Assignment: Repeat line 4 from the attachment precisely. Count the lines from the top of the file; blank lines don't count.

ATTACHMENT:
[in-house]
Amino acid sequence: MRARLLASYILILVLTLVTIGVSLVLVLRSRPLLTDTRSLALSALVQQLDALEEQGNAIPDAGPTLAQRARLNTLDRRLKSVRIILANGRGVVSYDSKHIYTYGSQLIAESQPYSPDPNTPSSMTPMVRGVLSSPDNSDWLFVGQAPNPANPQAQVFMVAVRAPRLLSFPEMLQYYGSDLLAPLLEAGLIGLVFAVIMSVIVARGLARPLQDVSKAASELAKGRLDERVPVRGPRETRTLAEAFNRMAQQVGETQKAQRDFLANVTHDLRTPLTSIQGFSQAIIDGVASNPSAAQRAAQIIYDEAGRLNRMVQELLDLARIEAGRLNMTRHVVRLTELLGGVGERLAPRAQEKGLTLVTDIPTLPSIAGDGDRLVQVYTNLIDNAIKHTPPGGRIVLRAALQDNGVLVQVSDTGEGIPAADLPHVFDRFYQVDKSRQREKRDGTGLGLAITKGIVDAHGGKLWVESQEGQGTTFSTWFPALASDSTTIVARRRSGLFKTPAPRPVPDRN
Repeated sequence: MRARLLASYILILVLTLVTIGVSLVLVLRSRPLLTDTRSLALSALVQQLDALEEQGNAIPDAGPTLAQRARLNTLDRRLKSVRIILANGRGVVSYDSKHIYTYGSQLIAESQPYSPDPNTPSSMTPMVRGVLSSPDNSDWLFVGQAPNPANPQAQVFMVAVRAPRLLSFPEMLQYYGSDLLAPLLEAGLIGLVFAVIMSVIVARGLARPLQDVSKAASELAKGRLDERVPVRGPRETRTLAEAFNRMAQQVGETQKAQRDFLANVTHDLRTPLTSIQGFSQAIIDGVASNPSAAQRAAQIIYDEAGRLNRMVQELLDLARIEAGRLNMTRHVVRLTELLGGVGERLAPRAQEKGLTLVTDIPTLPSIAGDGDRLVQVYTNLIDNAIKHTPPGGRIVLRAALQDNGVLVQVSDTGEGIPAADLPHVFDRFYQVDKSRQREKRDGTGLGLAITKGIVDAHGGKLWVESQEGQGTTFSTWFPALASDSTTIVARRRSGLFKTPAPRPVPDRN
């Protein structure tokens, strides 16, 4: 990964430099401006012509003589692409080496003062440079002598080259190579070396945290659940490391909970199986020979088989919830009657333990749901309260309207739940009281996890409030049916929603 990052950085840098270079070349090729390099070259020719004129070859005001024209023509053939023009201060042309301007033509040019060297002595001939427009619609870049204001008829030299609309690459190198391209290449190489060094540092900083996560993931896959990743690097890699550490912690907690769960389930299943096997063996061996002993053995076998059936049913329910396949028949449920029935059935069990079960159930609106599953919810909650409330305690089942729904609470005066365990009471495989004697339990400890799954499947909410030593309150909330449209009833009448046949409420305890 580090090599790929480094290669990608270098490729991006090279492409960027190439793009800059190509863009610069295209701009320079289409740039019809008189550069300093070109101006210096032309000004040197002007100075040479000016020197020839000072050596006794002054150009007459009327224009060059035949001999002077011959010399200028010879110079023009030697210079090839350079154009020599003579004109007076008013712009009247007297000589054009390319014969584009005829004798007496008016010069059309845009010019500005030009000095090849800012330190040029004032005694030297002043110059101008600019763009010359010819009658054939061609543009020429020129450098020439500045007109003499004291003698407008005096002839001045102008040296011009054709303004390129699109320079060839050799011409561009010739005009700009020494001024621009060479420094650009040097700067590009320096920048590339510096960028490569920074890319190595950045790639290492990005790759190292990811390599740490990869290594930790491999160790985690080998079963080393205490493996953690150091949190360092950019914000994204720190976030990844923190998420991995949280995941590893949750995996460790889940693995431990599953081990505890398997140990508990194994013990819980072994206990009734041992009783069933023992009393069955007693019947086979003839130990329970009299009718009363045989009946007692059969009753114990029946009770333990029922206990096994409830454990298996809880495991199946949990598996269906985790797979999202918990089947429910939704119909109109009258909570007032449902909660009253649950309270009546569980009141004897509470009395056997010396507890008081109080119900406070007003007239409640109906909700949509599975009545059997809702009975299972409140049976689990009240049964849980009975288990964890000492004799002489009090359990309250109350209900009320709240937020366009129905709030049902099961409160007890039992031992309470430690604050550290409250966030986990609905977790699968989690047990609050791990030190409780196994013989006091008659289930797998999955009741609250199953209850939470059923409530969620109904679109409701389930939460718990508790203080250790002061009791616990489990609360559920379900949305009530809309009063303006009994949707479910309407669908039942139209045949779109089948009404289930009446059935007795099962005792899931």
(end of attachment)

């Protein structure tokens, strides 16, 4: 990964430099401006012509003589692409080496003062440079002598080259190579070396945290659940490391909970199986020979088989919830009657333990749901309260309207739940009281996890409030049916929603 990052950085840098270079070349090729390099070259020719004129070859005001024209023509053939023009201060042309301007033509040019060297002595001939427009619609870049204001008829030299609309690459190198391209290449190489060094540092900083996560993931896959990743690097890699550490912690907690769960389930299943096997063996061996002993053995076998059936049913329910396949028949449920029935059935069990079960159930609106599953919810909650409330305690089942729904609470005066365990009471495989004697339990400890799954499947909410030593309150909330449209009833009448046949409420305890 580090090599790929480094290669990608270098490729991006090279492409960027190439793009800059190509863009610069295209701009320079289409740039019809008189550069300093070109101006210096032309000004040197002007100075040479000016020197020839000072050596006794002054150009007459009327224009060059035949001999002077011959010399200028010879110079023009030697210079090839350079154009020599003579004109007076008013712009009247007297000589054009390319014969584009005829004798007496008016010069059309845009010019500005030009000095090849800012330190040029004032005694030297002043110059101008600019763009010359010819009658054939061609543009020429020129450098020439500045007109003499004291003698407008005096002839001045102008040296011009054709303004390129699109320079060839050799011409561009010739005009700009020494001024621009060479420094650009040097700067590009320096920048590339510096960028490569920074890319190595950045790639290492990005790759190292990811390599740490990869290594930790491999160790985690080998079963080393205490493996953690150091949190360092950019914000994204720190976030990844923190998420991995949280995941590893949750995996460790889940693995431990599953081990505890398997140990508990194994013990819980072994206990009734041992009783069933023992009393069955007693019947086979003839130990329970009299009718009363045989009946007692059969009753114990029946009770333990029922206990096994409830454990298996809880495991199946949990598996269906985790797979999202918990089947429910939704119909109109009258909570007032449902909660009253649950309270009546569980009141004897509470009395056997010396507890008081109080119900406070007003007239409640109906909700949509599975009545059997809702009975299972409140049976689990009240049964849980009975288990964890000492004799002489009090359990309250109350209900009320709240937020366009129905709030049902099961409160007890039992031992309470430690604050550290409250966030986990609905977790699968989690047990609050791990030190409780196994013989006091008659289930797998999955009741609250199953209850939470059923409530969620109904679109409701389930939460718990508790203080250790002061009791616990489990609360559920379900949305009530809309009063303006009994949707479910309407669908039942139209045949779109089948009404289930009446059935007795099962005792899931």